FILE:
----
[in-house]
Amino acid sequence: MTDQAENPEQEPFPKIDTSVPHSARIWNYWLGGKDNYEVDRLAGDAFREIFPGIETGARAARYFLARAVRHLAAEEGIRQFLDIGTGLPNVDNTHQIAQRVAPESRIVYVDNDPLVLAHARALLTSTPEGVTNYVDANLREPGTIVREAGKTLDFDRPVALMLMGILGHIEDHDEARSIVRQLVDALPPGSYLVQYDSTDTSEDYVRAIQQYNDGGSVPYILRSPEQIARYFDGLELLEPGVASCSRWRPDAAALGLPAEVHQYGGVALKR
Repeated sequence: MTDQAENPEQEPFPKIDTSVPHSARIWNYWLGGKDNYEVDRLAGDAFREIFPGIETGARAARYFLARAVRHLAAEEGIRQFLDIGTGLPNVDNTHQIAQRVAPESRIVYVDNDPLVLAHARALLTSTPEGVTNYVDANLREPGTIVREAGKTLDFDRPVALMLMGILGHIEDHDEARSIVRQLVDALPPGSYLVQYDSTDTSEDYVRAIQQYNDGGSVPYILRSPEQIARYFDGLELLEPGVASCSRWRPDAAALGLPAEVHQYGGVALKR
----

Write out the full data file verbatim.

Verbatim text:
[in-house]
Amino acid sequence: MTDQAENPEQEPFPKIDTSVPHSARIWNYWLGGKDNYEVDRLAGDAFREIFPGIETGARAARYFLARAVRHLAAEEGIRQFLDIGTGLPNVDNTHQIAQRVAPESRIVYVDNDPLVLAHARALLTSTPEGVTNYVDANLREPGTIVREAGKTLDFDRPVALMLMGILGHIEDHDEARSIVRQLVDALPPGSYLVQYDSTDTSEDYVRAIQQYNDGGSVPYILRSPEQIARYFDGLELLEPGVASCSRWRPDAAALGLPAEVHQYGGVALKR
Repeated sequence: MTDQAENPEQEPFPKIDTSVPHSARIWNYWLGGKDNYEVDRLAGDAFREIFPGIETGARAARYFLARAVRHLAAEEGIRQFLDIGTGLPNVDNTHQIAQRVAPESRIVYVDNDPLVLAHARALLTSTPEGVTNYVDANLREPGTIVREAGKTLDFDRPVALMLMGILGHIEDHDEARSIVRQLVDALPPGSYLVQYDSTDTSEDYVRAIQQYNDGGSVPYILRSPEQIARYFDGLELLEPGVASCSRWRPDAAALGLPAEVHQYGGVALKR